A variety of phenomena involves atomic motion on the femtosecond time-scale. These phenomena have been studied using ultrashort optical pulses, which indirectly probe atomic positions through changes in optical properties. Because x-rays can more directly probe atomic positions, ultrashort x-ray pulses are better suited for the study of ultrafast structural dynamics. One approach towards generating ultrashort x-ray pulses is by 90° Thomson scattering between terawatt laser pulses and relativistic electrons. Using this technique, the author generated ~ 300 fs, 30 keV (0.4 Å) x-ray pulses. These x-ray pulses are absolutely synchronized with ultrashort laser pulses, allowing femtosecond optical pump/x-ray probe experiments to be performed. Using the right-angle Thomson scattering x-ray source, the author performed time-resolved x-ray diffraction studies of laser-perturbated InSb. These experiments revealed a delayed onset of lattice expansion. This delay is due to the energy relaxation from a dense electron-hole plasma to the lattice. The dense electron-hole plasma first undergoes Auger recombination, which reduces the carrier concentration while maintaining energy content. Longitudinal-optic (LO) phonon emission then couples energy to the lattice. LO phonon decay into acoustic phonons, and acoustic phonon propagation then causes the growth of a thermally expanded layer. Source characterization is instrumental in utilizing ultrashort x-ray pulses in time-resolved x-ray spectroscopies. By measurement of the electron beam diameter at the generation point, the pulse duration of the Thomson scattered x-rays is determined. Analysis of the Thomson scattered x-ray beam properties also provides a novel means of electron bunch characterization. Although the pulse duration is inferred for the Thomson scattering x-ray source, direct measurement is required for other x-ray pulse sources. A method based on the laser-assisted photoelectric effect (LAPE) has been demonstrated as a

  14. Ultrashort X-ray pulse science

    International Nuclear Information System (INIS)

    Chin, A.H.; Lawrence Berkeley National Lab., CA

    1998-01-01

    A variety of phenomena involves atomic motion on the femtosecond time-scale. These phenomena have been studied using ultrashort optical pulses, which indirectly probe atomic positions through changes in optical properties. Because x-rays can more directly probe atomic positions, ultrashort x-ray pulses are better suited for the study of ultrafast structural dynamics. One approach towards generating ultrashort x-ray pulses is by 90 o Thomson scattering between terawatt laser pulses and relativistic electrons. Using this technique, the author generated ∼ 300 fs, 30 keV (0.4 (angstrom)) x-ray pulses. These x-ray pulses are absolutely synchronized with ultrashort laser pulses, allowing femtosecond optical pump/x-ray probe experiments to be performed. Using the right-angle Thomson scattering x-ray source, the author performed time-resolved x-ray diffraction studies of laser-perturbated InSb. These experiments revealed a delayed onset of lattice expansion. This delay is due to the energy relaxation from a dense electron-hole plasma to the lattice. The dense electron-hole plasma first undergoes Auger recombination, which reduces the carrier concentration while maintaining energy content. Longitudinal-optic (LO) phonon emission then couples energy to the lattice. LO phonon decay into acoustic phonons, and acoustic phonon propagation then causes the growth of a thermally expanded layer. Source characterization is instrumental in utilizing ultrashort x-ray pulses in time-resolved x-ray spectroscopies. By measurement of the electron beam diameter at the generation point, the pulse duration of the Thomson scattered x-rays is determined. Analysis of the Thomson scattered x-ray beam properties also provides a novel means of electron bunch characterization. Although the pulse duration is inferred for the Thomson scattering x-ray source, direct measurement is required for other x-ray pulse sources. A method based on the laser-assisted photoelectric effect (LAPE) has been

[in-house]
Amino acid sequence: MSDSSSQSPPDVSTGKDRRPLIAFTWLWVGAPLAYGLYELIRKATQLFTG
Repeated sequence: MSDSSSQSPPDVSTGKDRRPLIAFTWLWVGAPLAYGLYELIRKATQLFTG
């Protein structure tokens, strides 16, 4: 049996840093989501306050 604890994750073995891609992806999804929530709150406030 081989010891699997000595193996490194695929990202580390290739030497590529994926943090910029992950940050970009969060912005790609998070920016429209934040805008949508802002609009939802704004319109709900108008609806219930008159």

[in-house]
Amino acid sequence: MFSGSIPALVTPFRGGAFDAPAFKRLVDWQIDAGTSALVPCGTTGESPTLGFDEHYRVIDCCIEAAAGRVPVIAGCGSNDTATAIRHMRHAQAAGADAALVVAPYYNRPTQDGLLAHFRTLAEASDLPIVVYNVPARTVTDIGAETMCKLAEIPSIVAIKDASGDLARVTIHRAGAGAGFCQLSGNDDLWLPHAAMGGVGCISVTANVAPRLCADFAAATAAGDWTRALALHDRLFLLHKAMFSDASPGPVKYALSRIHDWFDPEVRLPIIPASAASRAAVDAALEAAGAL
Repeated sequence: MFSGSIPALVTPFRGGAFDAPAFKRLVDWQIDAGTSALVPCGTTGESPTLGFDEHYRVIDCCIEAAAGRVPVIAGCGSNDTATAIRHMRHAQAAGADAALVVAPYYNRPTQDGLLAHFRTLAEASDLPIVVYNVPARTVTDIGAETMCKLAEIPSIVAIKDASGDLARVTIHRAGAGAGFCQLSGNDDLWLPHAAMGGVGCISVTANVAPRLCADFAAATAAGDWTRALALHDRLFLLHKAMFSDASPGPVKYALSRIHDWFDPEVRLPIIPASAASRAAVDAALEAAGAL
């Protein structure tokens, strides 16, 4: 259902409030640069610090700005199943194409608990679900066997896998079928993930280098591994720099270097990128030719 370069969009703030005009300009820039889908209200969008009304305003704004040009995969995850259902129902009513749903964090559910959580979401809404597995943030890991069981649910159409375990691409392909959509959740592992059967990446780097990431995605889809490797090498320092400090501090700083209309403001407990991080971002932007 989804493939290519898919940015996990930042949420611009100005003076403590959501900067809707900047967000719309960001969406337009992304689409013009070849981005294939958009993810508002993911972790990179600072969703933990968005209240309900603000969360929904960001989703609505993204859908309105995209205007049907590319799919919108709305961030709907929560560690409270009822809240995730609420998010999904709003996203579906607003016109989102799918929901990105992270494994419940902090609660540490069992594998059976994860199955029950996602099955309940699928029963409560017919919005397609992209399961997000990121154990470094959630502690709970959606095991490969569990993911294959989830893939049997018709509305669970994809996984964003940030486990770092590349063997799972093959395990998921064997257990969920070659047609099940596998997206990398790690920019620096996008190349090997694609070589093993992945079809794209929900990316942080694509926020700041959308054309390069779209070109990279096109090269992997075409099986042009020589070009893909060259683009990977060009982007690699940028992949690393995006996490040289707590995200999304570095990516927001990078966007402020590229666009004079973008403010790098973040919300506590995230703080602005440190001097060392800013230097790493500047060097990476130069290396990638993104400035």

15. Recoiling Black Holes: Electromagnetic Signatures, Candidates, and Astrophysical Implications

    Directory of Open Access Journals (Sweden)

    S. Komossa